Interaction Of CO2/CH4 With Steel Wool In An Electrocatalytic Dry Reforming Reactor
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M. Banville, R. A. Lee, R. Labrecque & J. M. Lavoie
Dry reforming is a process allowing simultaneous conversion of hydrocarbons (methane being the prototype molecule used for this study) to syngas using carbon dioxide as an oxidizing agent. Such strategy may eventually become an opportunity for the industrial sector to produce syngas whilst valorizing residual CO2. As reported previously, an iron-based catalyst, i.e. steel wool, activated by an electrical current showed potential for dry reforming. As a follow up to this preliminary work, this study mainly focuses on the characterization of the lowcost thin iron wires in order to determine the robustness and stability of the iron material over extended operation. Under CO2/CH4 molar feed ratios ranging from 0.8 to 1.25, coking is inhibited by high surface temperature. After 25 hours of operation at a temperature higher than 900°C measured in the gas phase, XRD patterns show a preserved Fe structure along with FeO suggesting an eased redox cycle with CO2 and CH4. It is also showing that a high CO2/CH4 ratio favors higher oxidation states of the iron in the zone of the iron bed, which is first in contact with the gas input. Decreasing the temperature to 800°C favors oxidation by CO2 over reduction by CH4 leading to Fe3O4 formation. This disturbs the Joule dissipation through the wire mesh catalyst bed. Although high molar ratios of CO2 over CH4 result in fast oxidation of the catalyst, reducing the ratio may lead to increasing the catalyst lifespan which, overall, is essential to scale this process to a commercial scale. Keywords: carbon dioxide, dry reforming, iron, syngas, methane.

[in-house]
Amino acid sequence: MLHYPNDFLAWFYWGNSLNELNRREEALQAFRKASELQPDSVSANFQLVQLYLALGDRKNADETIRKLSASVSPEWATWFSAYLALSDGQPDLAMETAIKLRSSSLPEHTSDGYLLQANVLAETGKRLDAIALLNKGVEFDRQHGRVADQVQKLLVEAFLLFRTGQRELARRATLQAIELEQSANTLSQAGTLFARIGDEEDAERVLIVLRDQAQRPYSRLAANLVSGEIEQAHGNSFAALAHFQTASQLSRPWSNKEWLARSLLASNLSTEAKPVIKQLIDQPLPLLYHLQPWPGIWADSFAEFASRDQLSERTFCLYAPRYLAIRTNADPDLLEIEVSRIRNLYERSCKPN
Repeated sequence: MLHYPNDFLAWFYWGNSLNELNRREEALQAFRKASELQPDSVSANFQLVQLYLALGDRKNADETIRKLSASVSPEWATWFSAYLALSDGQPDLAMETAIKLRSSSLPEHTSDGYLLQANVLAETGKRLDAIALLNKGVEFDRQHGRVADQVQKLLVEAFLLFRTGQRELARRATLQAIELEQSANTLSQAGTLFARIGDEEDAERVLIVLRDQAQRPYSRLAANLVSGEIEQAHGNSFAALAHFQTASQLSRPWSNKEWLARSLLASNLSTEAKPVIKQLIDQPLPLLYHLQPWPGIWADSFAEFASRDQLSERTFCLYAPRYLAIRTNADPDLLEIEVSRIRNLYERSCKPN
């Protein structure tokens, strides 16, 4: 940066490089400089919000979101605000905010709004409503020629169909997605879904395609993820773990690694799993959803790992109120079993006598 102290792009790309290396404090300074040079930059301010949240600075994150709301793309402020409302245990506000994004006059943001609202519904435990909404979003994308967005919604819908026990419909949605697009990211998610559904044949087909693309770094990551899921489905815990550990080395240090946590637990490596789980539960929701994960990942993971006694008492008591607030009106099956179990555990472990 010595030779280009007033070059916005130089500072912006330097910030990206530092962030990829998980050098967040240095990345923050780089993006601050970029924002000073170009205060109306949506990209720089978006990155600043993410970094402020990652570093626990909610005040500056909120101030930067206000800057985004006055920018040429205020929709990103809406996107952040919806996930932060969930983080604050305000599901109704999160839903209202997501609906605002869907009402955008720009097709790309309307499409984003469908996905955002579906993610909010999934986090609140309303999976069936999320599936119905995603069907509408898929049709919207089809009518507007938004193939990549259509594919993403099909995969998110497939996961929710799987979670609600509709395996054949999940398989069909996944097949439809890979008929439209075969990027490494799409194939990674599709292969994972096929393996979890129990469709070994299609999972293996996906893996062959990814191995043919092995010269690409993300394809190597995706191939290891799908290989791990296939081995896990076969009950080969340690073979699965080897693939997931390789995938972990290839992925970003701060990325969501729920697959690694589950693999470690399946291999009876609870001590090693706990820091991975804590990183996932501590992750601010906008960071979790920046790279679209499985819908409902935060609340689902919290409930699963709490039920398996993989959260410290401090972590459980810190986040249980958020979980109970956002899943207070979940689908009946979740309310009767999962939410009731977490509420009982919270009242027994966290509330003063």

Keywords: carbon dioxide, dry reforming, iron, syngas, methane.